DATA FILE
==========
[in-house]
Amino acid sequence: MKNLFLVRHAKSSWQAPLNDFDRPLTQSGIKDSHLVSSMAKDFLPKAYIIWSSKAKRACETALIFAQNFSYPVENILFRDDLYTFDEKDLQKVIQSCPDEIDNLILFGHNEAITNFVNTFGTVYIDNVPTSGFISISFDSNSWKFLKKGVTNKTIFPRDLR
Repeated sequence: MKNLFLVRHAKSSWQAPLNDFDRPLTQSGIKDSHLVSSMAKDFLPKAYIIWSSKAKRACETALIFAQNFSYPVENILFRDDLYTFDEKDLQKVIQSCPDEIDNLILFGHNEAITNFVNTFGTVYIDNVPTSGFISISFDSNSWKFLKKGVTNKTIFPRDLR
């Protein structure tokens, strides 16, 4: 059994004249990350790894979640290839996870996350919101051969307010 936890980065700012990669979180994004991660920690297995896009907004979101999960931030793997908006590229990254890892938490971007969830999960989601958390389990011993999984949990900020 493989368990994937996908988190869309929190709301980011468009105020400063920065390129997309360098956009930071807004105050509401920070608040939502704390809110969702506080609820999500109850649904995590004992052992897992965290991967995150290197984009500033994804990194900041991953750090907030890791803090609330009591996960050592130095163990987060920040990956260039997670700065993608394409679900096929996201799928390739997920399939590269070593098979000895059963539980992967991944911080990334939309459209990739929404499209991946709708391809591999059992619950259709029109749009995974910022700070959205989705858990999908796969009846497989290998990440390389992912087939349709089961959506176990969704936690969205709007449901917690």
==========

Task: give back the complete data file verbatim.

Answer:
[in-house]
Amino acid sequence: MKNLFLVRHAKSSWQAPLNDFDRPLTQSGIKDSHLVSSMAKDFLPKAYIIWSSKAKRACETALIFAQNFSYPVENILFRDDLYTFDEKDLQKVIQSCPDEIDNLILFGHNEAITNFVNTFGTVYIDNVPTSGFISISFDSNSWKFLKKGVTNKTIFPRDLR
Repeated sequence: MKNLFLVRHAKSSWQAPLNDFDRPLTQSGIKDSHLVSSMAKDFLPKAYIIWSSKAKRACETALIFAQNFSYPVENILFRDDLYTFDEKDLQKVIQSCPDEIDNLILFGHNEAITNFVNTFGTVYIDNVPTSGFISISFDSNSWKFLKKGVTNKTIFPRDLR
């Protein structure tokens, strides 16, 4: 059994004249990350790894979640290839996870996350919101051969307010 936890980065700012990669979180994004991660920690297995896009907004979101999960931030793997908006590229990254890892938490971007969830999960989601958390389990011993999984949990900020 493989368990994937996908988190869309929190709301980011468009105020400063920065390129997309360098956009930071807004105050509401920070608040939502704390809110969702506080609820999500109850649904995590004992052992897992965290991967995150290197984009500033994804990194900041991953750090907030890791803090609330009591996960050592130095163990987060920040990956260039997670700065993608394409679900096929996201799928390739997920399939590269070593098979000895059963539980992967991944911080990334939309459209990739929404499209991946709708391809591999059992619950259709029109749009995974910022700070959205989705858990999908796969009846497989290998990440390389992912087939349709089961959506176990969704936690969205709007449901917690």